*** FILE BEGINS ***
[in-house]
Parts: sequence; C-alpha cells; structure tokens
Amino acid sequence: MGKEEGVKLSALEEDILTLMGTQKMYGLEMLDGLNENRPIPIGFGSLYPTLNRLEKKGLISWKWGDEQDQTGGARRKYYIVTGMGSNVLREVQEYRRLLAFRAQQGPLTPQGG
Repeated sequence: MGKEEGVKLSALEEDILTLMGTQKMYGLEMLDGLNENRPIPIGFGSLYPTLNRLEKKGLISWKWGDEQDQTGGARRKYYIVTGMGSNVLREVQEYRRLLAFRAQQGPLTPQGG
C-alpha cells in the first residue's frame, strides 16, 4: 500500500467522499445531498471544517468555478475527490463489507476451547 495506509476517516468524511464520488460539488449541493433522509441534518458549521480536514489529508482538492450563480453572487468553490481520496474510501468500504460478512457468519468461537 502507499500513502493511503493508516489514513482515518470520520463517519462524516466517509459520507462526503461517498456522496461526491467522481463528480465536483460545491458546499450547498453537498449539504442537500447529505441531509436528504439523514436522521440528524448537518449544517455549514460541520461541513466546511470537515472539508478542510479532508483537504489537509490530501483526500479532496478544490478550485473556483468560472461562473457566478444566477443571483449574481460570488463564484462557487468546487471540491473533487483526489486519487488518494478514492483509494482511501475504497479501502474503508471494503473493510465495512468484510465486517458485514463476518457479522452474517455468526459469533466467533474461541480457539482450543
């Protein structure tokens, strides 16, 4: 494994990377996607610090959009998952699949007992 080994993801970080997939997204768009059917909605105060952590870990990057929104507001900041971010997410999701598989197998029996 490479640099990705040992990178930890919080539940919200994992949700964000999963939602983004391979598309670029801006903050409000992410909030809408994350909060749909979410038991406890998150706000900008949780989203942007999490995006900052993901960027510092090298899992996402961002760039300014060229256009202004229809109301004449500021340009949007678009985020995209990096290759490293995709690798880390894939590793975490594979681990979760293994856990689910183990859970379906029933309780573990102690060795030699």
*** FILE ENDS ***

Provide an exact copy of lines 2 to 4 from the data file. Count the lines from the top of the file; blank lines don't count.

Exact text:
Parts: sequence; C-alpha cells; structure tokens
Amino acid sequence: MGKEEGVKLSALEEDILTLMGTQKMYGLEMLDGLNENRPIPIGFGSLYPTLNRLEKKGLISWKWGDEQDQTGGARRKYYIVTGMGSNVLREVQEYRRLLAFRAQQGPLTPQGG
Repeated sequence: MGKEEGVKLSALEEDILTLMGTQKMYGLEMLDGLNENRPIPIGFGSLYPTLNRLEKKGLISWKWGDEQDQTGGARRKYYIVTGMGSNVLREVQEYRRLLAFRAQQGPLTPQGG